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  • Last Update : 10:24 am

An opportunity in Japan

  • Published at 11:49 am November 13th, 2018
Japan Bangladesh

Can Bangladesh take advantage of Japan’s new immigration legislation?

Shinzo Abe, the prime minister of one of the most ethnically homogenous countries in the world, has pushed forward the controversial immigration bill which will allow more foreign workers to come and work in Japan.

It has already been cleared by the cabinet, and will now be placed for final approval in parliament in the current session, so that it can get implemented starting from April 2019.

The new bill can open up as many as half a million new opportunities for foreign workers by 2025. Considering the long-lasting friendship between Japan and Bangladesh, whether Bangladesh can seize this opportunity and secure a new market for its human capital is the pertinent question.

Japan has been facing a dire need of labour, mostly because of the ageing population and drop in the birth rate. Currently, there are more opportunities than job seekers in the market (around 160 opportunities are available for every 100 job seekers). Additionally, the 2020 Tokyo Olympics and Paralympics has increased the demand for labour, particularly in the construction sector. As a result, the economy is going through a labour shortage, exacerbating its already stagnant economic growth. 

Exploration of external sources for labour has already started. Twice as many foreign workers (a record number of almost 1.3 million) are currently working in Japan. However, this excludes foreign spouses, international students, foreign skilled workers, and trainees, who work either for a limited time or specific tasks.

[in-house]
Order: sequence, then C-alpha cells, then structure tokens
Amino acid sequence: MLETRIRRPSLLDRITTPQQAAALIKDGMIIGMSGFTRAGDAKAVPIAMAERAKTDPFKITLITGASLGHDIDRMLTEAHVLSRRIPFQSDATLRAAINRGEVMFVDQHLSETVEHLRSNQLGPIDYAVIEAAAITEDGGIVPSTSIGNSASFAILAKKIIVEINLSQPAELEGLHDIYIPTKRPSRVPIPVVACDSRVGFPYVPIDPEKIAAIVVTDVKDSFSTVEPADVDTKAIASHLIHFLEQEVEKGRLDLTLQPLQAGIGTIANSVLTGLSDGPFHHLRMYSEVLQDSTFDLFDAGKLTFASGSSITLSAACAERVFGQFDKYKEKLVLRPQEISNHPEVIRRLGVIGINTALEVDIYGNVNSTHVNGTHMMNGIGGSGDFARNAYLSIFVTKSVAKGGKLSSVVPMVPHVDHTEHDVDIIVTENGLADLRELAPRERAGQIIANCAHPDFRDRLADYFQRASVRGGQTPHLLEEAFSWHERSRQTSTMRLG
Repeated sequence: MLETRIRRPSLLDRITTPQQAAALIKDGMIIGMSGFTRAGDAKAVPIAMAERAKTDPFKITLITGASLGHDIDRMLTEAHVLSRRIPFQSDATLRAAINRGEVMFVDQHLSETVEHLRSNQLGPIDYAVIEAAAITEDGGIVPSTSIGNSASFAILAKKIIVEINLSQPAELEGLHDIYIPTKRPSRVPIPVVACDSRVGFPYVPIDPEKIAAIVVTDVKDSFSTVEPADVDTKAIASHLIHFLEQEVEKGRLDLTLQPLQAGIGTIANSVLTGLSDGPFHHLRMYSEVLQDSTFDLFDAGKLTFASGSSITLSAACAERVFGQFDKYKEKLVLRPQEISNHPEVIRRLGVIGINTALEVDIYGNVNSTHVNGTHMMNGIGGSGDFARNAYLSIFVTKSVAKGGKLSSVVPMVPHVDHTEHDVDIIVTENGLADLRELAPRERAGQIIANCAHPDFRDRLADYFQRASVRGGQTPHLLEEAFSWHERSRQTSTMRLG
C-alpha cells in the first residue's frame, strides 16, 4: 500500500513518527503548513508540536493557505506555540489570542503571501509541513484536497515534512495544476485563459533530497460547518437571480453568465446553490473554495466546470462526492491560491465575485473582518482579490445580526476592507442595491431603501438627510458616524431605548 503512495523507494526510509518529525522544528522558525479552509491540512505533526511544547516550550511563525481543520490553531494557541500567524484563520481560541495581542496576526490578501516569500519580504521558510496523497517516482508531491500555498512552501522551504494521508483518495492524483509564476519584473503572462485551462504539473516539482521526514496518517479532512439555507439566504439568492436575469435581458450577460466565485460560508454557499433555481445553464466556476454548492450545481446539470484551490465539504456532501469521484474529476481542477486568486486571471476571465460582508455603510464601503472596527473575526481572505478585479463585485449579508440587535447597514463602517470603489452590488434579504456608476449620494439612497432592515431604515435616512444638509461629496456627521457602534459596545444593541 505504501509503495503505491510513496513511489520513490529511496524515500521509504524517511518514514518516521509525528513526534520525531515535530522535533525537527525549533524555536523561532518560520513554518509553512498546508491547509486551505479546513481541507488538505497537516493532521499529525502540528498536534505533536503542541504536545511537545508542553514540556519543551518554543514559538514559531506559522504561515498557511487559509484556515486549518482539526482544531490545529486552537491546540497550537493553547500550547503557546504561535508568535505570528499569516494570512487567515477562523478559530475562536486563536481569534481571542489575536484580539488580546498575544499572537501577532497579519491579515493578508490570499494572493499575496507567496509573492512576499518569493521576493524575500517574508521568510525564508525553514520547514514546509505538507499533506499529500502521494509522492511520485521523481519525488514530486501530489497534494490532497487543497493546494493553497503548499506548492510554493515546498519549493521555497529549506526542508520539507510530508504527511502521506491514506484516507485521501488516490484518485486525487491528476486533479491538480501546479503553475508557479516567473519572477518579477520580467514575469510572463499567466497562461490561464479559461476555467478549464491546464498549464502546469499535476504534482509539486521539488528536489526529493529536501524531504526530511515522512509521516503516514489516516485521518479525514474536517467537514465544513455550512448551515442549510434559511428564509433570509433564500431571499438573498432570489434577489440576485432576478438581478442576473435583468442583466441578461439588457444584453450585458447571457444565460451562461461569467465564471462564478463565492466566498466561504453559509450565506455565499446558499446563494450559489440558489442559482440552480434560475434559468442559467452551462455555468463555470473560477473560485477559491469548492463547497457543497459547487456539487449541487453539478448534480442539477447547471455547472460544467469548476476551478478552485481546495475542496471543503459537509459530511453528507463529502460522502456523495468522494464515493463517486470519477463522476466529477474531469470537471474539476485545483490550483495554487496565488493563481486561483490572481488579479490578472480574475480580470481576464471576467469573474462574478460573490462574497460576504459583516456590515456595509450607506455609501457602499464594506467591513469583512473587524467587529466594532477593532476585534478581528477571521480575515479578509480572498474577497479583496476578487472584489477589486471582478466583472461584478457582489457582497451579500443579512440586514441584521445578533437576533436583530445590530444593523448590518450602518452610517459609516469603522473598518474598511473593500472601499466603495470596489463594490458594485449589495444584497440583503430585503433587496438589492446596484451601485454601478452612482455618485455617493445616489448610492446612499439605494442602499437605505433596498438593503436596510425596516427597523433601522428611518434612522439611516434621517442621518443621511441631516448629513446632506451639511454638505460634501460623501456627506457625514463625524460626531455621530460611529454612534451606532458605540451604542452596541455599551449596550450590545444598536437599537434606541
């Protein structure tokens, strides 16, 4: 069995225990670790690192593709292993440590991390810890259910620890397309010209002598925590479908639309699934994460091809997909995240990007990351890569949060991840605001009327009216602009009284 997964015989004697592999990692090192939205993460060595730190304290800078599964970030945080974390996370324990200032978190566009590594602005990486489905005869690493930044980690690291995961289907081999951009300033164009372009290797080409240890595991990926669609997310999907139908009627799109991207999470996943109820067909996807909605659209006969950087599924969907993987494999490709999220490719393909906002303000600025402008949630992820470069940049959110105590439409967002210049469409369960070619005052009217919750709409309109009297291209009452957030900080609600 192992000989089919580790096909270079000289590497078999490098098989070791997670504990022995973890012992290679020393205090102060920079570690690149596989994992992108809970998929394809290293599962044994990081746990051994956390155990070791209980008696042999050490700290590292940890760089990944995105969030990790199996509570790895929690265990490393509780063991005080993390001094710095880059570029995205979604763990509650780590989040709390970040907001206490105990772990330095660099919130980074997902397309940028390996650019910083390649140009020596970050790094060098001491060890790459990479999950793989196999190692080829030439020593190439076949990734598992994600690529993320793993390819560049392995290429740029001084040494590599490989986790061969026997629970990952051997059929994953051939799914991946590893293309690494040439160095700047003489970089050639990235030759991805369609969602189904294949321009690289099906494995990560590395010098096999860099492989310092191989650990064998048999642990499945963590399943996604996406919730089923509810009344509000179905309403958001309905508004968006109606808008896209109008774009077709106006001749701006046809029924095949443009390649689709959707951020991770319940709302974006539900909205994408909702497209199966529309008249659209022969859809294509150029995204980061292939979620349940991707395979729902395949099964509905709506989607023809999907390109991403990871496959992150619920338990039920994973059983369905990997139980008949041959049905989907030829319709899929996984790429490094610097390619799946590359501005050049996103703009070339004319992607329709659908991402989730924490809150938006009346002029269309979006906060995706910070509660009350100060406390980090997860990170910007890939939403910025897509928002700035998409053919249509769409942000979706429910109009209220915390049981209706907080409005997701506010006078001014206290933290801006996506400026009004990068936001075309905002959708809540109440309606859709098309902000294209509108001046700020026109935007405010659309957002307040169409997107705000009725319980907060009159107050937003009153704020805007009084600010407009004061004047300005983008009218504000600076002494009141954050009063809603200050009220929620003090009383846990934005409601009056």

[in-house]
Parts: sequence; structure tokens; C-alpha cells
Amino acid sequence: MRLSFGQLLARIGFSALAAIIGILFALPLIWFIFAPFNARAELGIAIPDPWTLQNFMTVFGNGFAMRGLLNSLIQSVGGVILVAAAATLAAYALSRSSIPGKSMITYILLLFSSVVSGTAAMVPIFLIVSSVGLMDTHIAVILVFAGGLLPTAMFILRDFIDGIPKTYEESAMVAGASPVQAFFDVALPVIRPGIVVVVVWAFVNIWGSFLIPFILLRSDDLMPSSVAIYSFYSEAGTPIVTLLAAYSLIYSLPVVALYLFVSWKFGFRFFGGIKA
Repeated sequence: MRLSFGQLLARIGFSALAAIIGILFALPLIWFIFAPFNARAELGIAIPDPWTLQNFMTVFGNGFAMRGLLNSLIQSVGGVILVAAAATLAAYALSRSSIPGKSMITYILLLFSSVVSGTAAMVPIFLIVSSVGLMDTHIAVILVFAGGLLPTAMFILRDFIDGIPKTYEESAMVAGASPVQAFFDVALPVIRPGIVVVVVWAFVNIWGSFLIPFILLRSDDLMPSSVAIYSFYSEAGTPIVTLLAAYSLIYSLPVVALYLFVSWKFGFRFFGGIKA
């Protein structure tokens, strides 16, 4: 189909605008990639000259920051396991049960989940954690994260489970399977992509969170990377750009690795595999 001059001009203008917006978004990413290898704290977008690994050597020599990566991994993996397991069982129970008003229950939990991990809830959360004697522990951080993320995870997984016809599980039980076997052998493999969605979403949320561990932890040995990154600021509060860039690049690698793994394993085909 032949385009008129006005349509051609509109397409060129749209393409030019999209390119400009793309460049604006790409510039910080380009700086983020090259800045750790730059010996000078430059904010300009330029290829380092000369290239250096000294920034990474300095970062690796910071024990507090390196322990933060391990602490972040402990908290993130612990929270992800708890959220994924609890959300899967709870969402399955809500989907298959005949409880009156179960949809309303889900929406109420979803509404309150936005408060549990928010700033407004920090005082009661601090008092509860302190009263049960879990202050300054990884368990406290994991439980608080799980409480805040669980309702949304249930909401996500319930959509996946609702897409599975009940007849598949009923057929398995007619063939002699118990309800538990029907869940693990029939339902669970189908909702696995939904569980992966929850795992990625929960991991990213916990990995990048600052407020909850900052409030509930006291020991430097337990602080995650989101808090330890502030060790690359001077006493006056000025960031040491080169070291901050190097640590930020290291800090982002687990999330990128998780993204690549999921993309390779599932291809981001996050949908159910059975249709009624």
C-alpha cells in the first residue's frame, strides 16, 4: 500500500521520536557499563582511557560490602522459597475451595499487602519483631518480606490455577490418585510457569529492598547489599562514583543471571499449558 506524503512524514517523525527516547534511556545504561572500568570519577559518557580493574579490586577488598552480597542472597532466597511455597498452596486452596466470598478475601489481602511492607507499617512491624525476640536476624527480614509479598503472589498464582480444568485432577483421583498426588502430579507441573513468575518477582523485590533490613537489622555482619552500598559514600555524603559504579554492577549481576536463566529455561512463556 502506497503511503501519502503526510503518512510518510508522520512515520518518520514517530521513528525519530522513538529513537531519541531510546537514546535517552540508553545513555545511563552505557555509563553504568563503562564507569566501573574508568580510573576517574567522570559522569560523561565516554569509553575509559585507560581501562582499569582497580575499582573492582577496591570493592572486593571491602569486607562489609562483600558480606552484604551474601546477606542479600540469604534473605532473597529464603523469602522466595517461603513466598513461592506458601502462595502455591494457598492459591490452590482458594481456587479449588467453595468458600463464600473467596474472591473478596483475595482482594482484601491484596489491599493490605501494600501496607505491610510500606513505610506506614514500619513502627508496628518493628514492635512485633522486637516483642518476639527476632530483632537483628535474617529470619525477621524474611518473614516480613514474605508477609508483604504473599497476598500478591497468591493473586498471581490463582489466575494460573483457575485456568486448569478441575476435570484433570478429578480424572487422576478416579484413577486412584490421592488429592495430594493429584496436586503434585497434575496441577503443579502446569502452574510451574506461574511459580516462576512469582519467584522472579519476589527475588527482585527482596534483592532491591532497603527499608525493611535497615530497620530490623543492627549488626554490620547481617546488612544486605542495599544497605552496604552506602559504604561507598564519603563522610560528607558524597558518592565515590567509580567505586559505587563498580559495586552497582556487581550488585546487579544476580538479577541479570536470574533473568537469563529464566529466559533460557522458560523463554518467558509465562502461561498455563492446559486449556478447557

The proposed plan seeks to minimize the shortage for priority labour-intensive sectors like agriculture and construction. As of now, China is the leading source of labour, followed by Vietnam, the Philippines, and Nepal.

And of course, Bangladesh is yet to participate in this race.

The Middle East has been the primary moribund market for Bangladesh. While the government has taken certain steps to stimulate the existing market and explore new potentials, efforts have been less successful for a variety of socio-political and economic reasons.

With the rise of global nationalism, countries are now closing borders, squeezing opportunities for foreign workers. The proposed immigration bill from Japan, a historically closed society, has opened up unforeseen opportunities for countries like Bangladesh, which are already crippled with pervasive unemployment and joblessness. 

Japan has been a friend of Bangladesh since its independence. The nation continues to support the socio-economic development of Bangladesh through its Overseas Development Assistance. A significant majority (70%) of Bangladeshis have a positive view of Japan.

Bangladesh backed Japan for the UN Security Council’s non-permanent seat for 2016-2017, and Japan has already sought Bangladesh’s continued support for the 2023-2024 election.

The Bangladeshi foreign minister visited Japan in May 2018 to seek the country’s support for the Rohingya crisis and other issues.

However, the potential human resource-sharing opportunity was not discussed. 

Capitalizing on the strong socio-economic, political, and security cooperation between the two countries, the time is ripe to take initiatives to create an overseas employment market for Bangladeshis in Japan.

The Ministry of Expatriates’ Welfare and Overseas Employment and the Ministry of Foreign Affairs should act immediately if they want to secure a piece of the pie.

Since China and other Asian countries are already in the race, Bangladesh needs to take advantage of the goodwill and warm relationship to cut a deal with the Japanese government.

With the election coming up, it is difficult to anticipate that immediate action will be taken. Unfortunately, the opportunity may not wait till the election ends, and thus, the process needs to get started immediately. 

Makshudul Alom Mokul Mondal is a graduate student at the Alliance Manchester Business School, University of Manchester. He is also a Global Shaper at the World Economic Forum.

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